Despite our many miscommunications and all efforts to the contrary, we managed to get on the right bus heading for Hong Kong! Yay, off to experience a new part of China…technically. It certainly does not feel like we are still in China. Our first clue that Hong Kong would be different from Guangzhou was when we were required to go through customs and immigration. No, Hong Kong is not under British control any longer. It hasn’t been since 1997, however we had to wait in line for over an hour, fill out forms, get our passports inspected and then stamped in order to get in. It was one of the most complex border crossings we have experienced yet, especially considering we didn’t really cross a border.
Hong Kong is a big place, but when discussing the city of Hong Kong, it really has two parts to it–the Hong Kong Island side and the Kowloon side. We are staying on the Kowloon side, in the heart of it all. This is as close to feeling like the middle of Times Square as I have felt on our trip thus far. We are surrounded by stores, bars and a slew of restaurants. When we walk down the street, we are approached every 15 seconds by a guy trying to sell us designer suits, watches and handbags. It certainly isn’t a place I would want to live or even visit for too long, but it is really convenient being in the center of it all. The Hong Kong Island side is the center for business and industry. The skyline is filled with mammoth buildings, each one more impressive than the next, touting their company name in bold neon lights. Every major bank and brand you can imagine has a spot on its waterfront, from HSBC to Hyundai. It is a short ferry ride from Kowloon and it rivals New York City in its visual spectacle of high rises and well-dressed business people.
These two sides of Hong Kong are part of what gives it a really awesome vibe. It is urban and chic, with high-end shopping that overshadows 5th Avenue any day of the week. But, at the same time it feels like an old city holding onto its traditions. The Kowloon side is known for its markets, where vendors sell everything from knock-off handbags to high-end electronics. As you might expect, nothing has a price marked and everything is negotiable. While walking through the Night Market, Phil saw a set of bowls he liked and when he asked the price, the lady told him they were $165 Hong Kong Dollars (about $22 USD). I immediately said that was too much and then the bargaining began. She said she’d give them to us for $150. When we walked away and said we had to think about it, she grabbed Phil, handed him a calculator and said, “How much? How much you want?” Phil punched in 100, figuring she’d say no. It took her a minute, but she said yes. I then began to dig through my wallet only to discover we only had $81 HKD. We told her we didn’t have enough, so she asked if we had any American money. We told her we didn’t and said we’d come back. As we began to walk away, she shook her head, sighed heavily and said, “Okay.” We were a little shocked. We couldn’t believe that our lack of cash led to half-price bowls. If only we had planned it that way we might be considered keen negotiators. Oh well, we’ll take it!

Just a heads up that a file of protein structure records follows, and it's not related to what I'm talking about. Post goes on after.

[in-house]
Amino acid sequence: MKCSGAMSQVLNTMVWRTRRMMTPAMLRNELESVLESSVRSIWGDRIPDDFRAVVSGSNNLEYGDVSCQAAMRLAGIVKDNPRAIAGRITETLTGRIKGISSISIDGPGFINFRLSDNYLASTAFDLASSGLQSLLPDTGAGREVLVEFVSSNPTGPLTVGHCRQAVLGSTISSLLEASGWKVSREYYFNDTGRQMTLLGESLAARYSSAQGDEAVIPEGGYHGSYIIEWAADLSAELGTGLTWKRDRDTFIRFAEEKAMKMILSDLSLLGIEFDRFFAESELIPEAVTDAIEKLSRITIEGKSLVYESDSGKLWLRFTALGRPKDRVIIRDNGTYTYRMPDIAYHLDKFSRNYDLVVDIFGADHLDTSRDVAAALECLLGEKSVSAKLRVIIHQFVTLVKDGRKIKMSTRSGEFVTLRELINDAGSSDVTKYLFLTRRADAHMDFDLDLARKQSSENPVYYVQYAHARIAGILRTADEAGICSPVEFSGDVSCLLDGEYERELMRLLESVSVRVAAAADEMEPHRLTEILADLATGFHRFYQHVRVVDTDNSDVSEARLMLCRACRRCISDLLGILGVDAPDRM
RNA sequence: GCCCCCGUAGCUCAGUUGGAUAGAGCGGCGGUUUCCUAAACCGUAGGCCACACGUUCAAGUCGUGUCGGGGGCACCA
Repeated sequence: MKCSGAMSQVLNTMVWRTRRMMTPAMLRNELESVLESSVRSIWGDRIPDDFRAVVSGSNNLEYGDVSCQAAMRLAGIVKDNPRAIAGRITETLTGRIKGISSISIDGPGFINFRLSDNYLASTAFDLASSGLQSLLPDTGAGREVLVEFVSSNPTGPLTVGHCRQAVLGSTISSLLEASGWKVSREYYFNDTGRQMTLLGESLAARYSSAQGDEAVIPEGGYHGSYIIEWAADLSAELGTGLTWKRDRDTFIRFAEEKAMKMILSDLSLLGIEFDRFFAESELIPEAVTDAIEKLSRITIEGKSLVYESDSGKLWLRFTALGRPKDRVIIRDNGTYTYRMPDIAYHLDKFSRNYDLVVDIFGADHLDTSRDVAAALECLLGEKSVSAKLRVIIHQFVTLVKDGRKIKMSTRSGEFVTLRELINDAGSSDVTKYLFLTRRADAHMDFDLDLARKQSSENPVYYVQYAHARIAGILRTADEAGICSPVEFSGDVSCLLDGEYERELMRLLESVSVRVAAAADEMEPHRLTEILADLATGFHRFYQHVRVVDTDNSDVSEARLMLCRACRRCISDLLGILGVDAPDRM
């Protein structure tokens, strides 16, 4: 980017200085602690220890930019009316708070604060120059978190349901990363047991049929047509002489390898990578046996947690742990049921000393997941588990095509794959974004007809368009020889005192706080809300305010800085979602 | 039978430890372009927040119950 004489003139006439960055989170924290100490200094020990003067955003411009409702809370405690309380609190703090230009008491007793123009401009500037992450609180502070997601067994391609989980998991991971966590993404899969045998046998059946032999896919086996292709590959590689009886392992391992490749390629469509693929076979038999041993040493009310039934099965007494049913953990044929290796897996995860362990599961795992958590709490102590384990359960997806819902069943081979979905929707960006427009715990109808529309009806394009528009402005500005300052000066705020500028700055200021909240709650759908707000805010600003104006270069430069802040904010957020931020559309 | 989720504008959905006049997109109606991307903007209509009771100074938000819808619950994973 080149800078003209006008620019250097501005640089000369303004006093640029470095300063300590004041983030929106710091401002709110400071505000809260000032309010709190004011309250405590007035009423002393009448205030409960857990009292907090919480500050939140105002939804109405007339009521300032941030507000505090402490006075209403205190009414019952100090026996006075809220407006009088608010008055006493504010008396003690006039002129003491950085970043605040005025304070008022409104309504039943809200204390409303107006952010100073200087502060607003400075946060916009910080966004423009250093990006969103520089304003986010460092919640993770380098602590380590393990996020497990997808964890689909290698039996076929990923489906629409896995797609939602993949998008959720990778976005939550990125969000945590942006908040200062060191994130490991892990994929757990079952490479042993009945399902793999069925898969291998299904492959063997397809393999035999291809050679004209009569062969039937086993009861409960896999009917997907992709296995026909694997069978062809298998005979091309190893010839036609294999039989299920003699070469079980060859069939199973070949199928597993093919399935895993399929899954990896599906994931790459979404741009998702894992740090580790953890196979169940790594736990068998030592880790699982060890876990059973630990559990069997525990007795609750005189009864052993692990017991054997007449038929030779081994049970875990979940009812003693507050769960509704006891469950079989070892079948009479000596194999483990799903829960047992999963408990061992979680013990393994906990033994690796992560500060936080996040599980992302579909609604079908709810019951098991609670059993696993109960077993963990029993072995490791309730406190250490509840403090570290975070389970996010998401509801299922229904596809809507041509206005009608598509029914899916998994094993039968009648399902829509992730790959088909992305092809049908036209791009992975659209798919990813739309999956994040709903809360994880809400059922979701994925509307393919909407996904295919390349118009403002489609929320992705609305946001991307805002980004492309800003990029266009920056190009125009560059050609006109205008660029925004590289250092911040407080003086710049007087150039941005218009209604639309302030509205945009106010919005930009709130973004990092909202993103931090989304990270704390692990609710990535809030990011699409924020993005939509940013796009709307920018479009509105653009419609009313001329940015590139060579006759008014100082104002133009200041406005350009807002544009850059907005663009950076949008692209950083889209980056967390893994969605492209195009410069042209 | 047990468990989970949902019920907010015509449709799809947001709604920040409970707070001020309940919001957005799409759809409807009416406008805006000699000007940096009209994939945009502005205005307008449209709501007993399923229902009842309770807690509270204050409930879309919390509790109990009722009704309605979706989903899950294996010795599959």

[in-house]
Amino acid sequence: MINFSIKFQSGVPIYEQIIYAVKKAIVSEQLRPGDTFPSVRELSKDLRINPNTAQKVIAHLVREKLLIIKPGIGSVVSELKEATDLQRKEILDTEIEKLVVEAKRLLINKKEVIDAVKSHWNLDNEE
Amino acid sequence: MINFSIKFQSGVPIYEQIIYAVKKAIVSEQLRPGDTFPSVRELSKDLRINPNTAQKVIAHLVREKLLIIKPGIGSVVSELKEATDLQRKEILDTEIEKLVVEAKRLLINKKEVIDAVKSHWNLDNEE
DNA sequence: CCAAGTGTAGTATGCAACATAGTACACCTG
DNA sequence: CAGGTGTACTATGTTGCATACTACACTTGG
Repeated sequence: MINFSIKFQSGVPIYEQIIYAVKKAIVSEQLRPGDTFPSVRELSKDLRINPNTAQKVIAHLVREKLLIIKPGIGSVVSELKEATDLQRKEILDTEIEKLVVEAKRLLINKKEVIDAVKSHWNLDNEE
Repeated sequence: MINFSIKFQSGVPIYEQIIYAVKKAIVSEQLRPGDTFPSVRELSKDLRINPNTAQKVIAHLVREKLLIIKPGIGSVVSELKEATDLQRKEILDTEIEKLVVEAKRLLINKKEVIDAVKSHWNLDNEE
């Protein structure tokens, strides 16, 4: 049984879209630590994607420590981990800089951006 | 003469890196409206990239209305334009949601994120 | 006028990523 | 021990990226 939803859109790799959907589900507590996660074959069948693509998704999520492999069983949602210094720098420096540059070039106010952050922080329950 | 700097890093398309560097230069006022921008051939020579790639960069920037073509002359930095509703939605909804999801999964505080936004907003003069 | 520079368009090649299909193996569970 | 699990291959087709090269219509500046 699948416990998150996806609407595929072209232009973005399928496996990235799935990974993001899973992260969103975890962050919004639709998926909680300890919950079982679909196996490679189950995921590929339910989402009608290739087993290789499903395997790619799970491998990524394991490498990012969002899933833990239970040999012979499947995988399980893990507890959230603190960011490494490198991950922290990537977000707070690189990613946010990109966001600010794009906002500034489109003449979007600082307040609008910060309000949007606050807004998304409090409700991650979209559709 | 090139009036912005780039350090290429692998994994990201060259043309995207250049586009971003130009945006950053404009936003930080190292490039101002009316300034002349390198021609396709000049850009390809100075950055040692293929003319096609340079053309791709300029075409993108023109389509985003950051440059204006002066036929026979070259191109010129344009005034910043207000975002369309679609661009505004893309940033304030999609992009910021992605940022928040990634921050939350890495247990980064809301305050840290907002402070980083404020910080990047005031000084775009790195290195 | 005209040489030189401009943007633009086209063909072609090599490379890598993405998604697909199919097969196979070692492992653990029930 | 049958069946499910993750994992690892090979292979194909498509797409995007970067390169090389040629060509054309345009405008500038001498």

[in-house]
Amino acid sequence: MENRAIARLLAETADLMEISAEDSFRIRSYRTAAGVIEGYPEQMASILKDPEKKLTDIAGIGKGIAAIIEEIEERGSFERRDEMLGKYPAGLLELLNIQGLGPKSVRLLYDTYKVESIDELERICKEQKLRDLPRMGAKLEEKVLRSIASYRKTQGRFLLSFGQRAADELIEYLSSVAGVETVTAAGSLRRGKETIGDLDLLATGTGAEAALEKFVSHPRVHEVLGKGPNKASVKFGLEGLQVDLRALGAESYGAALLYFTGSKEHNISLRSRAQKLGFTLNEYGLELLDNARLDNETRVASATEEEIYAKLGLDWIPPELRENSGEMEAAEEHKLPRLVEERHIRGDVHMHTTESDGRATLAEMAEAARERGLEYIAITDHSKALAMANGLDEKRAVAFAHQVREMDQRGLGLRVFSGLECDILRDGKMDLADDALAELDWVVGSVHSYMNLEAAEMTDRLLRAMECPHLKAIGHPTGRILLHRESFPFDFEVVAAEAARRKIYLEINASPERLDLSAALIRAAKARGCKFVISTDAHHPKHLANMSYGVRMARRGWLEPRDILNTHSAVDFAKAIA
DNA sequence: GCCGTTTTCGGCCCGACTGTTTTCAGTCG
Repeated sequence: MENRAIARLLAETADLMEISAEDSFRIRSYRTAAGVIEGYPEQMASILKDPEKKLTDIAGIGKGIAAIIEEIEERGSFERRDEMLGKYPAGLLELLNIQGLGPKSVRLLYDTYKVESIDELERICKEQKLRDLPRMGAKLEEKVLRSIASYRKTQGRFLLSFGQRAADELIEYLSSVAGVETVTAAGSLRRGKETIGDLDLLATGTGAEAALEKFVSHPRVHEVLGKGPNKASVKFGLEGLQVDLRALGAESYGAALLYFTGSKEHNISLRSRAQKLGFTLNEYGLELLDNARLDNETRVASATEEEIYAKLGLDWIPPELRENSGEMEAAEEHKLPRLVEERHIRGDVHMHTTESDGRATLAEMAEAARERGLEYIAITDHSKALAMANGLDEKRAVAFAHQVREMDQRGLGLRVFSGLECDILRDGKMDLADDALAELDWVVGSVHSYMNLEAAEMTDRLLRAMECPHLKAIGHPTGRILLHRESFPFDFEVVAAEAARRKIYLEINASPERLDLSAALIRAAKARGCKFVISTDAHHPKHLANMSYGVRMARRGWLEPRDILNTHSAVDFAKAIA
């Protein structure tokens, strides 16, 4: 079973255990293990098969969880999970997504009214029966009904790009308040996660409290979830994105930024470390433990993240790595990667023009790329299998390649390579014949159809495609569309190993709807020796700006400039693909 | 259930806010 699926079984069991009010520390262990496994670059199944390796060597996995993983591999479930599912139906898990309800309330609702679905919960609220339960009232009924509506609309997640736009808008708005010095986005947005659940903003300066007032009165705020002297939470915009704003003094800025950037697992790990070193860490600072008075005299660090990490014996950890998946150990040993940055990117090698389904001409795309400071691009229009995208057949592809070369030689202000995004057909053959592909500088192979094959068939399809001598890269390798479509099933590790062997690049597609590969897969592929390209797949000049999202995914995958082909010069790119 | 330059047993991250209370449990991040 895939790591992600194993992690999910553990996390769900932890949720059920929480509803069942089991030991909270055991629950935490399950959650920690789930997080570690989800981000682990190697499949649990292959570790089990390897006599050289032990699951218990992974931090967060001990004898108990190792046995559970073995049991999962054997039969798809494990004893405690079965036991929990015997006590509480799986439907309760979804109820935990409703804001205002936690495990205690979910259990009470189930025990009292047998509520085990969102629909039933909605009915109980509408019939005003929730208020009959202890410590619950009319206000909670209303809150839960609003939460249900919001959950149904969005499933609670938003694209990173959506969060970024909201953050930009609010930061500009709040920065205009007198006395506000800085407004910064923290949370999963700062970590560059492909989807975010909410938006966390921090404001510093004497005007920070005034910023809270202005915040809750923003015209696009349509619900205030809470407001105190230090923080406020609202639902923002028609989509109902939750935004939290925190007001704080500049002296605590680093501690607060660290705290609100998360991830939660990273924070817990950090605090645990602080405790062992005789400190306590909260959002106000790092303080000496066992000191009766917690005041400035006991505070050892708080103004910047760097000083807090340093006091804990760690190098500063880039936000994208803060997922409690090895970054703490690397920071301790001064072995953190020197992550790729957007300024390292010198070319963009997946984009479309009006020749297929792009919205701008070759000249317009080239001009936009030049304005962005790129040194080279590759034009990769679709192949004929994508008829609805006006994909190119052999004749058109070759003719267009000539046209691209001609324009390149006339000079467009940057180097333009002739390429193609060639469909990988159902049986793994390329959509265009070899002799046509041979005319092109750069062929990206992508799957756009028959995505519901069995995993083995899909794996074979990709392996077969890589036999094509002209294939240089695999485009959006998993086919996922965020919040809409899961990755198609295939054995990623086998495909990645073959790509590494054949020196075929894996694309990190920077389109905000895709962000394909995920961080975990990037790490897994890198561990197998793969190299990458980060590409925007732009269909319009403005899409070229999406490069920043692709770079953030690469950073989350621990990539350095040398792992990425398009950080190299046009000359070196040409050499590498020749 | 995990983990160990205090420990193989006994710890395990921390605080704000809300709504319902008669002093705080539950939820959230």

As you might imagine, a city with so much to offer is packed with tourists. In fact, this is probably the most touristy city we’ve visited thus far. That suits us fine, and it is really interesting to see all kinds of people and hear a dozen different languages being spoken in the span of 20 minutes. We are engaging in typical tourist activities, while also trying to involve ourselves with some locals. The best way we’ve found to do this is by talking with the people at our hostel, Hop Inn. They live and work in Hong Kong and have given us really excellent suggestions on local cuisine and places to get away from the tourists. They led us to our two favorite meals we’ve had in a while, and we found ourselves smiling when we were in the equivalent to a New York City diner, curt manager and all. It kind of felt like home. As for the local fare, they love their instant noodles and bread. My god, we have eaten so much bread we are turning into dough balls. I never associated Chinese food with bread, but they love it here. We had a hot buttered roll, drenched with sweetened condensed milk this morning. Amazing. I think I’ll be bringing that idea back with me!
We ended our day with an hour-long bus tour of the Kowloon side of Hong Kong. At 7pm it was only 90 degrees, much more tolerable than the heat of day. It was easy to forget our sweaty thighs as we cruised through the city. The streets, with neon signs hanging everywhere, are truly like something off a movie set. It is exactly what you picture in your mind when you think of Hong Kong. The tour ended with us on the waterfront, watching the nightly light display. The skyscrapers on the shoreline dance with lights and beam lasers into the night sky set in time with music. It was quite a vision–really spectacular. Tomorrow we continue to discover Hong Kong Island by heading out to the countryside, going to Stanley Market and maybe even visiting a fishing village. Phil also wants to head to Macau, but I’d hate for him to lose all of our money trying his hand at some Chinese table game he’s never played. Well, maybe he’ll have beginners luck!